Master Series on the Art of the Swimbait with Byron Velvick (Lesson 7)

In this lesson, let's talk about early season bass fishing and the opportunity it presents.

Byron Velvick

In this lesson, let's talk about early season bass fishing and the opportunity it presents. Late February through early April is probably your best shot at a giant bass. There's no other time when they'll weigh as much, or feed as heavily. The best way to take advantage of this opportunity is to throw a swimbait.

Begin by analyzing the water you'll be fishing. In the warmer sections of our country, the big females are moving toward the beds right now. In the colder areas, that'll happen a little later. Regardless, the process is the same.

The spawn is fluid. It doesn't happen all at once. Some of them will be staging at the first or second break in front of their spawning areas. Others, living in the same body of water, will be in shallow water on their beds.

I start my search by identifying the best spawning areas in the lake. The bigger bass move first so they typically get the best spots. For the most part, I like big, expansive flats, secondary points in creeks and the backwater areas of those same creeks.

You're looking for places with lots of sunshine on them, especially in the afternoons. Mostly that'll be on the north or northwest banks. But don't fall into the trap of mindlessly pointing your boat in that direction. Factors such as shoreline vegetation or rock, tree size and building placement all affect the amount of sun a particular place gets in a day. Think and analyze before you start casting.

Lure selection is critical at this time of the year. The first and most important consideration is size. Any forage that's survived the winter will be big. (The new fry are not yet born or hatched.) Therefore your swimbait should be large. In most waters, that'll be at least 6 inches long. In Florida, Texas or California, think 8 or 10 inches.

If you live where trout are a part of the forage base, go with a big lure in a rainbow finish. As the water warms, the trout drop down in the water column. At the same time, the bass are moving up. When they cross paths the bite can explode.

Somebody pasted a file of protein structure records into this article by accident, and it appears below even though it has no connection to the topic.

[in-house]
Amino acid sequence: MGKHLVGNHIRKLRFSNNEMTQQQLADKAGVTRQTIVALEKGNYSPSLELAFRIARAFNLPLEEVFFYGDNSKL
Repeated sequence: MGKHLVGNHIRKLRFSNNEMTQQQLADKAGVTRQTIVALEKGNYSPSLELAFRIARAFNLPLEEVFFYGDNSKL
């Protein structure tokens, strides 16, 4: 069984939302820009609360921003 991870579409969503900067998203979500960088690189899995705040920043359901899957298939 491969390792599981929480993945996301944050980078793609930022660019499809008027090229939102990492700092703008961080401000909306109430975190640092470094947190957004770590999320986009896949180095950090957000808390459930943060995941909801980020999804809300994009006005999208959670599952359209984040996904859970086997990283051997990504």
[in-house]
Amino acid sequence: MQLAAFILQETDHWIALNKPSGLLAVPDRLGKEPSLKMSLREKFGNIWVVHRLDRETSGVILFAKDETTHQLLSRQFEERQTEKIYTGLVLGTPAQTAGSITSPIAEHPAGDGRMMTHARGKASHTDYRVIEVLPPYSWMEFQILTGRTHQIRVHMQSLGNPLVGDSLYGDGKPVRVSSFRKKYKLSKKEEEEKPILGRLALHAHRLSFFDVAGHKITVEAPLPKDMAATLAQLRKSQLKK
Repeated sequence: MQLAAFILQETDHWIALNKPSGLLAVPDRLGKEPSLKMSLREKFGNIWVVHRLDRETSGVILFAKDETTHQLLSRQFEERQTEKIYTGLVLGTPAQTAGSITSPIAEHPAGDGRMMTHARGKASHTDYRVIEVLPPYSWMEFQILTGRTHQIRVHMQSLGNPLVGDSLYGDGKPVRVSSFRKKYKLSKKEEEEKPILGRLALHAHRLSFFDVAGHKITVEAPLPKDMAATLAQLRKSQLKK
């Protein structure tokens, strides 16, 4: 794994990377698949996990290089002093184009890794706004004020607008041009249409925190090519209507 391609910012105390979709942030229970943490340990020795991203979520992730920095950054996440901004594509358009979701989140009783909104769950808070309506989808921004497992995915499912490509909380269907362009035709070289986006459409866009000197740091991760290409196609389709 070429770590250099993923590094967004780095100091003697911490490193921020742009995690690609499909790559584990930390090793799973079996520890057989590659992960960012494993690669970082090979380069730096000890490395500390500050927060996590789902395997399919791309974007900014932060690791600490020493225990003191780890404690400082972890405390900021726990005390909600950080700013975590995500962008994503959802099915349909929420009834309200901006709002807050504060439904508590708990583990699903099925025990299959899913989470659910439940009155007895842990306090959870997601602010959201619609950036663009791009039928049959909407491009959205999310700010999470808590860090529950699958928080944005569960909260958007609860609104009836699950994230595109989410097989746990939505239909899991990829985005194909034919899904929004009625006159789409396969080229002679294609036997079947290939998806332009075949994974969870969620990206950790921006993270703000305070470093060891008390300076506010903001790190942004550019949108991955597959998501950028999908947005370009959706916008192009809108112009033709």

If trout aren't in the equation go with shad unless you have a good reason to do otherwise. Again, a big bait is key. Don't forget that shad have a different body shape than trout. Make sure the physical shape of your lure resembles a shad.

Position your boat well off the bank and make long, blind casts. Crank your bait all the way back to the boat. The idea is to cover water. Unless a bass is actually on her bed she'll roam around looking for something to eat, waiting for that final urge from Mother Nature to go to the bed. Give her every opportunity to eat your bait that you possibly can.

Make repeated casts over the same area from different angles. Give any bass that might be there several looks at your bait. For reasons we anglers don't understand a slight change in direction can make all the difference in the world to a trophy bass.

Depth and speed can be problematic at this time of the year. At times early season bass want a swimbait right on the surface. Waking can be a dynamite presentation during true prespawn conditions. Other times, however, crawling your swimbait along well below the surface, or even along the bottom, will generate the most bites.

There doesn't seem to be a good way to determine which depth or speed will work best in advance of any given day or time. I recommend constantly changing depth and speed until you find a combination that works.

My suggestions in this lesson are for big bass. If you want numbers, go with a smaller bait and keep moving. But if you're looking for a giant to give you bragging rights at the dock this year go big, back off and cover water.

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